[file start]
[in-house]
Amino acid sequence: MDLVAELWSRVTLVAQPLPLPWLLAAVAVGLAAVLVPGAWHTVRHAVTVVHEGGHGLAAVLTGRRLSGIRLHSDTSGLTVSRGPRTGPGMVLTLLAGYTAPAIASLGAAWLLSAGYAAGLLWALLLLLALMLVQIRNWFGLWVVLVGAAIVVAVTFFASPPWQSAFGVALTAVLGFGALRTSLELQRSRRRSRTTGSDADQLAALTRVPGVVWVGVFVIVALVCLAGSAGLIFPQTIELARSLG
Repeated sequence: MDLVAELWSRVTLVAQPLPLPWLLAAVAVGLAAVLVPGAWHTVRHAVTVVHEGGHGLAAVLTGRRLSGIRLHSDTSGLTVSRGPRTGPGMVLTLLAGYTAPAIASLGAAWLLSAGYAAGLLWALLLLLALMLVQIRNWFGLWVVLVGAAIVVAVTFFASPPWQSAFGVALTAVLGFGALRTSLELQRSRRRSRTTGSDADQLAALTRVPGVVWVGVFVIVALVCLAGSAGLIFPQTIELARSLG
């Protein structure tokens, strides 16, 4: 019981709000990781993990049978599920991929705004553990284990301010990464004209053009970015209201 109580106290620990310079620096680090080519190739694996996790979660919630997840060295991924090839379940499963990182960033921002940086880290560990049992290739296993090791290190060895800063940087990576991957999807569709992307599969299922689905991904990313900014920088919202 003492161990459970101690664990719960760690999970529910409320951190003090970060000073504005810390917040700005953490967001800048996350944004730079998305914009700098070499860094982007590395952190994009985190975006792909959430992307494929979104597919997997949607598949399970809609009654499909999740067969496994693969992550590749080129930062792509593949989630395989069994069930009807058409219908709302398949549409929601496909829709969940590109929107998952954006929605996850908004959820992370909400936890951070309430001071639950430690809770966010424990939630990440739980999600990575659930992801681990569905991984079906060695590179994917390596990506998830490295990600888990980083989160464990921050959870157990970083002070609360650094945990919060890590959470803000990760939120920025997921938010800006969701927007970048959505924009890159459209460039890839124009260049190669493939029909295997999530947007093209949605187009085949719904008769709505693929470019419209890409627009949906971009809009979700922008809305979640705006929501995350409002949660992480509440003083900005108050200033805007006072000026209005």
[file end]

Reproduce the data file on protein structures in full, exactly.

[in-house]
Amino acid sequence: MDLVAELWSRVTLVAQPLPLPWLLAAVAVGLAAVLVPGAWHTVRHAVTVVHEGGHGLAAVLTGRRLSGIRLHSDTSGLTVSRGPRTGPGMVLTLLAGYTAPAIASLGAAWLLSAGYAAGLLWALLLLLALMLVQIRNWFGLWVVLVGAAIVVAVTFFASPPWQSAFGVALTAVLGFGALRTSLELQRSRRRSRTTGSDADQLAALTRVPGVVWVGVFVIVALVCLAGSAGLIFPQTIELARSLG
Repeated sequence: MDLVAELWSRVTLVAQPLPLPWLLAAVAVGLAAVLVPGAWHTVRHAVTVVHEGGHGLAAVLTGRRLSGIRLHSDTSGLTVSRGPRTGPGMVLTLLAGYTAPAIASLGAAWLLSAGYAAGLLWALLLLLALMLVQIRNWFGLWVVLVGAAIVVAVTFFASPPWQSAFGVALTAVLGFGALRTSLELQRSRRRSRTTGSDADQLAALTRVPGVVWVGVFVIVALVCLAGSAGLIFPQTIELARSLG
């Protein structure tokens, strides 16, 4: 019981709000990781993990049978599920991929705004553990284990301010990464004209053009970015209201 109580106290620990310079620096680090080519190739694996996790979660919630997840060295991924090839379940499963990182960033921002940086880290560990049992290739296993090791290190060895800063940087990576991957999807569709992307599969299922689905991904990313900014920088919202 003492161990459970101690664990719960760690999970529910409320951190003090970060000073504005810390917040700005953490967001800048996350944004730079998305914009700098070499860094982007590395952190994009985190975006792909959430992307494929979104597919997997949607598949399970809609009654499909999740067969496994693969992550590749080129930062792509593949989630395989069994069930009807058409219908709302398949549409929601496909829709969940590109929107998952954006929605996850908004959820992370909400936890951070309430001071639950430690809770966010424990939630990440739980999600990575659930992801681990569905991984079906060695590179994917390596990506998830490295990600888990980083989160464990921050959870157990970083002070609360650094945990919060890590959470803000990760939120920025997921938010800006969701927007970048959505924009890159459209460039890839124009260049190669493939029909295997999530947007093209949605187009085949719904008769709505693929470019419209890409627009949906971009809009979700922008809305979640705006929501995350409002949660992480509440003083900005108050200033805007006072000026209005």